On this episode of WTF California, we talk briefly about the Minnesota shooting, Oakland sees errors in their ways and now opting to place more money back into its police department after crime skyrockets. Although we have said stop protesting at peoples homes, nice to see other media catching up with us in highlighting how wrong this tactic by protesters has been. This fight against a bill to allow recall targets to see petition names is being overblown—one should be able to meet their accuser when possible. New candidate for Governor emerges in former porn star Mary Carey set to run again. We also get into this San Diego Mayoral plan aimed at the Black Community. Finally, $6 million a day being spent to house unaccompanied migrant children.
- Oakland City Council restores $10M in funds to police, fire departments amid spike in violence
OAKLAND, Calif. – The Oakland City Council voted unanimously Monday to allocate $10 million to restore vital community services for the fire and police departments, as the police chief called for more resources to be reallocated to the department.
- Stockton Teen, 14, Shot While Driving Left Paralyzed
STOCKTON (CBS13) – A Stockton teenager who was shot while driving last week is now paralyzed. The 14-year-old boy was hit by gunfire around 1:30 p.m. Wednesday on Acapulco Way. His mother tells CBS13 one or two bullets hit his spine.
- Every major Bay Area city has seen home values go up in the pandemic. Except for one
Home values rose across most of the Bay Area during the pandemic. But they fell flat in San Francisco. From February 2020 to February 2021, the city saw its home values decrease in almost every ZIP code, while home prices in most neighboring cities and suburban areas soared, according to a Chronicle analysis of Zillow data.
- As protesters on left and right target public servants at home, one city pushes back
SACRAMENTO — For government officials from Los Angeles to Seattle and beyond, 2020 was the year that political protests came home to roost.
- Proposal would let recall targets see who signed petition
SACRAMENTO, Calif. (AP) — California politicians facing recalls would be allowed to see the names of people who sign the petitions to oust them under legislation that cleared its first committee Monday.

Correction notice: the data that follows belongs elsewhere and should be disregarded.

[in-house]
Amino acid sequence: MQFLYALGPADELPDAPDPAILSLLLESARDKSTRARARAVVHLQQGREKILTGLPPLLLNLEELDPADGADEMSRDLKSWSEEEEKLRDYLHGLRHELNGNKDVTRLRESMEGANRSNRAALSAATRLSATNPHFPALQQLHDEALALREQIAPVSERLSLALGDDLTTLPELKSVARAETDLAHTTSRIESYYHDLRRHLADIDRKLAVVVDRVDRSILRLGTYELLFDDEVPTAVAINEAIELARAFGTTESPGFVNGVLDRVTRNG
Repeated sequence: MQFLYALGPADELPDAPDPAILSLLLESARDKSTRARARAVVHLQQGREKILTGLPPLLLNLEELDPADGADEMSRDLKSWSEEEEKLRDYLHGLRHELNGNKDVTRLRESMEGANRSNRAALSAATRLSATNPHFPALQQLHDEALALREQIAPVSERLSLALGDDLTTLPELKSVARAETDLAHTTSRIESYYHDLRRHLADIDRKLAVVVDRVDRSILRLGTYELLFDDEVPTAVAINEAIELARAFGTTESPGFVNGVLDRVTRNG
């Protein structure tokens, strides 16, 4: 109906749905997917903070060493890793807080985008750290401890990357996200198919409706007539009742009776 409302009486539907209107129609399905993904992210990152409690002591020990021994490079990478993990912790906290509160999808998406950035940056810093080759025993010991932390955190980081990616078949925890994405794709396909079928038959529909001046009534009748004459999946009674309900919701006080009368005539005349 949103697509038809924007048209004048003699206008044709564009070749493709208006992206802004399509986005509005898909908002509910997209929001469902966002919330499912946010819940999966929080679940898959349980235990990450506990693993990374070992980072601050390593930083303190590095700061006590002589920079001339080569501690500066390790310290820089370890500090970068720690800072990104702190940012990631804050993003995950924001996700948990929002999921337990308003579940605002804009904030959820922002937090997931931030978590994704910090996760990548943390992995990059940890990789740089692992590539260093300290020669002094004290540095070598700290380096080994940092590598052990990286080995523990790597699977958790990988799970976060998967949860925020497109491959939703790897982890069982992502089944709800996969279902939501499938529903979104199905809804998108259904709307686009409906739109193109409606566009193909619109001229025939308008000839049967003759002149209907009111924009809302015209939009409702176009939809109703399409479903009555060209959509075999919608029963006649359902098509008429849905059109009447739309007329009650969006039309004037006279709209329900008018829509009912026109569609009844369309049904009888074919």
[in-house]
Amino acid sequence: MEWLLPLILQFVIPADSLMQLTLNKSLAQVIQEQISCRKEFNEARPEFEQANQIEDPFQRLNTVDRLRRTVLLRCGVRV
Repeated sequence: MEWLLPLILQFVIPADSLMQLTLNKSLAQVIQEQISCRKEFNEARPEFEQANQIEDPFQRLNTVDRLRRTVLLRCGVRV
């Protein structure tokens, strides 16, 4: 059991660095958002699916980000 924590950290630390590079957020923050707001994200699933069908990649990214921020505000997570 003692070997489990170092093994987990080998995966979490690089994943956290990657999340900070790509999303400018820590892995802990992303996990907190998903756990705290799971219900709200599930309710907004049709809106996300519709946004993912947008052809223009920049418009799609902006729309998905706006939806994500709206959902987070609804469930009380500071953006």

- Proposed Amendments to California Assisted Suicide Law Makes Accessing it Easier
Senator Susan Eggman has added an amendment to her original physician-assisted dying law, ABX2-15 the End of Life Option Act, eliminating the January 1, 2026 sunset date, and allows social workers to conduct mental health exams that make accessing assisted suicide more easy.
- Half-baked’ and ‘unacceptable.’ Fresno City Council president’s mediation proposal criticized
Even before Fresno City Council President Luis Chavez unveiled his eviction prevention proposal, housing advocates criticized his plans, insisting that a mediation-only approach to tenant protections is inadequate. The Fresno City Council is reviewing dueling proposals — Chavez’s Rental Mediation Proposal and the Right to Council Proposal — as the coronavirus rent moratorium nears its June 30 end date.
- 2003 all over again? Mary Carey, the former porn star, officially running to replace Gov. Newsom
SAN FRANCISCO (KGO) — The recall to replace Governor Gavin Newsom hasn’t even qualified and yet already parts of it are turning into a repeat of the 2003 recall election of Gray Davis. Back then, the race famously became more like a circus with 135 candidates jumping into the race to replace Davis, including 23-year-old porn star Mary Carey, who admitted she ran at the time as a publicity stunt.
- Gloria details policy plan for Black community with focus on systemic barriers
SAN DIEGO (CNS) – Mayor Todd Gloria Monday announced an empowerment policy plan for San Diego’s Black community focusing on housing, economic mobility, the effects of climate change, police reform, educational barriers and differing health outcomes in the COVID-19 pandemic.
- Sen. Alex Padilla Complains Dakotas Have as Many U.S. Senators as California
Padilla, who assumed the U.S. Senate seat January 20, 2021, is already complaining that small states get the same number of U.S. Senators just as large states do – two.
- U.S. Spends $6 Million Per Day to House Unaccompanied Migrant Children
According to Health and Human Services, the federal government is detaining more than 20,000 unaccompanied migrant children nationwide. To accommodate the latest surge, HHS opened 13 new detention facilities since March 1 and are designed to house the children until sponsors receive them.
Follow Us & Subscribe
- Apple Podcast – click here
- Google Podcast – click here
- PodBean – click here
- Spotify – click here
- TuneIn-Alexa: click here
- Official Website
- Follow us on Facebook
Do us a favor and hit subscribe and be alerted when new episodes are released.